The poisoning of ex-Russian spy Sergei Skripal and his daughter, Yulia, is "horrible" and "disgusting", former Soviet Union leader Mikhail Gorbachev has said.
Speaking after he cast his vote in the Russian presidential election, Mr Gorbachev said "time will tell" who was behind the attack.
The 87-year-old's comments came as Boris Johnson claimed that the UK has evidence Russia had been developing and stockpiling the nerve agent Novichok over the past decade.
The Foreign Secretary added that independent chemical weapons inspectors will arrive in the UK on Monday to test the substance used in the Salisbury attack, though the results will take at least two weeks.
Current President Vladimir Putin looks set to win a fourth term in power, with opposition leader Alexei Navalny barred from running after announcing his candidacy in December.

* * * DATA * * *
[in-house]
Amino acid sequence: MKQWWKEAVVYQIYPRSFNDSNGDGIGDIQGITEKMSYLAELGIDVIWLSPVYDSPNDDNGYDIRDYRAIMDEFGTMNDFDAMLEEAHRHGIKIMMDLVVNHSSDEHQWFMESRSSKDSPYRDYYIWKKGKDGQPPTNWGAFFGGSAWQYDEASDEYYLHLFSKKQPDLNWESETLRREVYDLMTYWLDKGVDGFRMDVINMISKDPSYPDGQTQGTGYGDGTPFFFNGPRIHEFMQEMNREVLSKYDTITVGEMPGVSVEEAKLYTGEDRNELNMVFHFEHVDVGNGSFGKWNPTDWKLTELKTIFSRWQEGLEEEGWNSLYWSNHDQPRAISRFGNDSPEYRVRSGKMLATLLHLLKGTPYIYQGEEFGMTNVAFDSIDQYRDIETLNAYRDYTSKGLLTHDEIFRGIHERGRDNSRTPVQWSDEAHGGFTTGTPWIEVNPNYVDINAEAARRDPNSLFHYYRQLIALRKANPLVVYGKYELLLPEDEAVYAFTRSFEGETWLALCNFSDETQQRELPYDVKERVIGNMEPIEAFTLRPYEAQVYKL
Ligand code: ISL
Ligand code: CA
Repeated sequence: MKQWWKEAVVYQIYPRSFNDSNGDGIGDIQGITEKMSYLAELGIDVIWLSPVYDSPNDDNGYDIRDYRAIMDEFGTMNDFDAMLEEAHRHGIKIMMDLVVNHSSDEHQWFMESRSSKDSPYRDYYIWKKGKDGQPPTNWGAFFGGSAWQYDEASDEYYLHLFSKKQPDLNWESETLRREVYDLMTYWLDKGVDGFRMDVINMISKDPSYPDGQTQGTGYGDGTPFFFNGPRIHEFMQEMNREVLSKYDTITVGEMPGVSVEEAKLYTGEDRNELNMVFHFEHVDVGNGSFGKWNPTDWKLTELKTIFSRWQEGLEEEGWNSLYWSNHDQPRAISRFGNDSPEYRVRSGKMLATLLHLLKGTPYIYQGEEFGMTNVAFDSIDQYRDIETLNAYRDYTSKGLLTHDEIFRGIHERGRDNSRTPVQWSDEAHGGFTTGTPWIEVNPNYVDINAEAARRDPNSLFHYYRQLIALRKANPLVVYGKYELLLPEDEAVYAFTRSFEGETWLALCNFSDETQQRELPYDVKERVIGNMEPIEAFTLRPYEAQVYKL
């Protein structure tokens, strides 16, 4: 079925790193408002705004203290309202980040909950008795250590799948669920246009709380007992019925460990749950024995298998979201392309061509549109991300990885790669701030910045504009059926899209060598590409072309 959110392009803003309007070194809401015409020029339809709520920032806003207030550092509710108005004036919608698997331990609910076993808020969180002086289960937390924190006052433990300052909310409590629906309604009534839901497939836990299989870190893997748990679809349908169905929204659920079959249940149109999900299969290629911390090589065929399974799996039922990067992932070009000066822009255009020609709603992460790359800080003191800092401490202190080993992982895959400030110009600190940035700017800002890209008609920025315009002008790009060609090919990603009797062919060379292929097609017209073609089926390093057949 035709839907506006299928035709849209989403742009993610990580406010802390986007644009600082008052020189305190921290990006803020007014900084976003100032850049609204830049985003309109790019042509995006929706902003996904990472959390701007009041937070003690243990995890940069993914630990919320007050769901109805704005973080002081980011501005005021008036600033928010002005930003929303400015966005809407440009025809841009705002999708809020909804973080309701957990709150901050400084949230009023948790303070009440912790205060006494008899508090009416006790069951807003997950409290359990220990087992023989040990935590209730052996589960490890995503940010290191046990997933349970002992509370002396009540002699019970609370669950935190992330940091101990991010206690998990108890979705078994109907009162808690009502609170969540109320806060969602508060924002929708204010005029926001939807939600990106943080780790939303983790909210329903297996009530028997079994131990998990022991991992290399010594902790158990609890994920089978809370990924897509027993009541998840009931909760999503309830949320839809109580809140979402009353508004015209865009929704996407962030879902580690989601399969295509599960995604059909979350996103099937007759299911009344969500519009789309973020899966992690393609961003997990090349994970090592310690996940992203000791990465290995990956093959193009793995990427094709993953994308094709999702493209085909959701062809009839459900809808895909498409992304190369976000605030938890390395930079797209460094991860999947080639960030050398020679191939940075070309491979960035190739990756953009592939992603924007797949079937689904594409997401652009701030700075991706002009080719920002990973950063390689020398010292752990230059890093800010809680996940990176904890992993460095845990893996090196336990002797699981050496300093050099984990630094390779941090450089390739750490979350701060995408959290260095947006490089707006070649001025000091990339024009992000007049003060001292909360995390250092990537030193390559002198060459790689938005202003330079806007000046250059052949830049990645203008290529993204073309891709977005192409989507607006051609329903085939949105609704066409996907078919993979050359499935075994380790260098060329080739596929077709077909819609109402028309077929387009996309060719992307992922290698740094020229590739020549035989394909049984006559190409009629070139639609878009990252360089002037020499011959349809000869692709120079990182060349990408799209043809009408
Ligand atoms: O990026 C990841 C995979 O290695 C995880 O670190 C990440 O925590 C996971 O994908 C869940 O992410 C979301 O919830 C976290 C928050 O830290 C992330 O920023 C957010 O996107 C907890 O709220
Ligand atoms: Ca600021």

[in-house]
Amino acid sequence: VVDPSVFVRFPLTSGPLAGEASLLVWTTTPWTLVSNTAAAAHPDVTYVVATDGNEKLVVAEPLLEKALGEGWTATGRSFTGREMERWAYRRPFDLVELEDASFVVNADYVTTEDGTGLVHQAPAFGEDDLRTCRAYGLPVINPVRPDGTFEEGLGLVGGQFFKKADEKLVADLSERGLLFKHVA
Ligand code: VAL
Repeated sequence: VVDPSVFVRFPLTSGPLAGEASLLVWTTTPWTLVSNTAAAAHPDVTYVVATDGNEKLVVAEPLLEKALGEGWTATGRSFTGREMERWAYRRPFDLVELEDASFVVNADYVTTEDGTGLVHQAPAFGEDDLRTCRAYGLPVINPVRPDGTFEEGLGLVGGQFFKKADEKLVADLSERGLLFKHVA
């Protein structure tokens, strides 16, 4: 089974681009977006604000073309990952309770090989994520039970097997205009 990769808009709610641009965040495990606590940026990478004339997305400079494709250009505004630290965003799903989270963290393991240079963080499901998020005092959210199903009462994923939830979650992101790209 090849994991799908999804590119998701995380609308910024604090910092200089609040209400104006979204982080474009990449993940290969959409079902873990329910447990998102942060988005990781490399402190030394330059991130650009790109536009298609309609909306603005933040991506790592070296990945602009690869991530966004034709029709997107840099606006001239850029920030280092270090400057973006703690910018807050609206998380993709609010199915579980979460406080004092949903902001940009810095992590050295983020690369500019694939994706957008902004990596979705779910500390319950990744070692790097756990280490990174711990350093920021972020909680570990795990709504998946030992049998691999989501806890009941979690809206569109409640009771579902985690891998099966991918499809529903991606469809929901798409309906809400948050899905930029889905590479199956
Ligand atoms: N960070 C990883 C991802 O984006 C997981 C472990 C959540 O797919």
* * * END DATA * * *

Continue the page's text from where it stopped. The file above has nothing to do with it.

Mr Putin faces several other challengers, including TV personality Ksenia Sobchak, but none pose a serious threat to his power.
As Ms Sobchak cast her ballot on Sunday, she urged Vladimir Putin's critics to vote instead of boycotting.
The 36-year-old former TV star, argued against the boycott called for by opposition leader Alexei Navalny, who is barred from running.
She claimed "every extra percentage point" for Mr Putin is a result of those who refuse or do not bother to vote, and called for critics of the incumbent President to "come together".
Some critics have argued that Ms Sobchak has the tacit support of the Kremlin so that the election looks more democratic, something she denies.
Ms Sobchak is the only candidate who has openly criticised Putin in the campaign.
Authorities have spent unprecedented funds on Mr Putin's campaign ahead of the election, to ensure the 65-year-old has a strong mandate for his next six years in office.
Election monitors have already reported irregularities at voting stations across Russia, just hours after polling stations opened.
Sunday marks the first round of the election, with a second round scheduled for Sunday, April 8, should it be required.